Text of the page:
He also came under fire for serving bluefin tuna– long seen as a vulnerable species, although a new paper in the Proceedings of the National Academy of Sciences notes that the Atlantic bluefin tuna is “less vulnerable to overexploitation and extinction than is currently estimated”.

Matsuhisa says he practices ethical cooking. He also is strict about how Japanese cuisine must be presented and eaten, something he takes the time to teach patrons while touring his restaurants.

“There is fusion, but there needs to be a balance in the food – I do not like too much confusion,” he says. “A lot of people eat sushi with a lot of soya sauce and wasabi. I can’t say no to diners, because everyone’s taste is different, but I do like to educate them about the right way. Sushi is simple and there is heart in this food, which should not be tampered with.”

He says Japanese cuisine is like fashion in that it reinvents itself without losing integrity.

“Japanese food is low calorie and uses fresh products. That is why it inspires other cuisines,” he says.

Matsuhisa likes to work with local spices, but will not stray too far from his signature offerings.

“I like to use more seafood and beef products, but here it is difficult as everything needs to be brought in,” he says. “I use a lot of fresh truffle in Dubai because it is like fruit that can be added to pasta, pizza and eggs. But, at the end of the day, I am a Japanese chef. I know French and Chinese cooking, but I like to stay with my roots.”

For now, while he ponders slowing down, the chef – who has written four cookbooks, including Nobu: The Cookbook (2001) – has his sights set on further expansion in the Middle East next year, starting with Nobu Hotel Riyadh.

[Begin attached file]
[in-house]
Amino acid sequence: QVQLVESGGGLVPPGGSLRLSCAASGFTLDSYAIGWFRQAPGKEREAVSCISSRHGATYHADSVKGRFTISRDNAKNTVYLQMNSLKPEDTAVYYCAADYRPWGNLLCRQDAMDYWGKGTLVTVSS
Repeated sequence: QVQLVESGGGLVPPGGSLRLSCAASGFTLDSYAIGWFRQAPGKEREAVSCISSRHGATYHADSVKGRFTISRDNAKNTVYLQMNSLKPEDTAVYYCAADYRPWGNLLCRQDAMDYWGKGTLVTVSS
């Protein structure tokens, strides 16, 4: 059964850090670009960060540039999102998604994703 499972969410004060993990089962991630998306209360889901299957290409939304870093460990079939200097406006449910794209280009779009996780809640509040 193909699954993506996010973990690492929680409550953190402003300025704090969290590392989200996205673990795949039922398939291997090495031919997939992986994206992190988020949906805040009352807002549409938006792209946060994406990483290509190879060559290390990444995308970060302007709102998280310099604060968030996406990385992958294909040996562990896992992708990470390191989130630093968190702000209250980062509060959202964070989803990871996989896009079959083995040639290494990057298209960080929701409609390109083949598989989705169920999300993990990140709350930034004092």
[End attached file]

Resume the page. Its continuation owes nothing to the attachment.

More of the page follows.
“There are so many tourists in the UAE, so you never know when a Nobu Hotel will come up here too,” he says with a grin. “But all this only after I take some downtime with my family in January.”

Q&A with Nobu

Did your mother ever influence the menu in your restaurants?

She never said anything about the menu – but I did cook a lot for her.

What important skill did you learn from her?

To cook with heart

What do you do when you take time off?

I take a couple of weeks off in January. I don’t want to see anybody and go into hiding. I stay at home, relax, read, exercise.

Is there a chef you particularly enjoy working with?

During my time doing the TV show Nobu’s Japan for Discovery Channel, I teamed up with so many of my favourite chefs, such as Éric Ripert, Jean-Georges, Daniel Boulud and Thomas Keller. We introduced Japanese cooking to the world, and I also got to learn a lot from them.

Is there a celebrity you would like to cook for?

I can’t name a celebrity, but definitely for my mother if she were still alive.

Has cooking for Robert De Niro ever been intimidating?

De Niro trusts my judgement and eats whatever I make. He just tells me he wants something light and leaves the rest to me.

What dishes do celebrities like to have at your restaurant?

• Black cod with miso

• Tiradito hamachi with jalapeño

• Whitefish with dry miso

• Sashimi salad

• Soft-shell crab roll

• Nobu Dubai is on the Ground Level, The Avenues, at Atlantis The Palm, and is open from 7pm until 11.30pm. Call 04 550 9242 or visit www.atlantisthepalm.com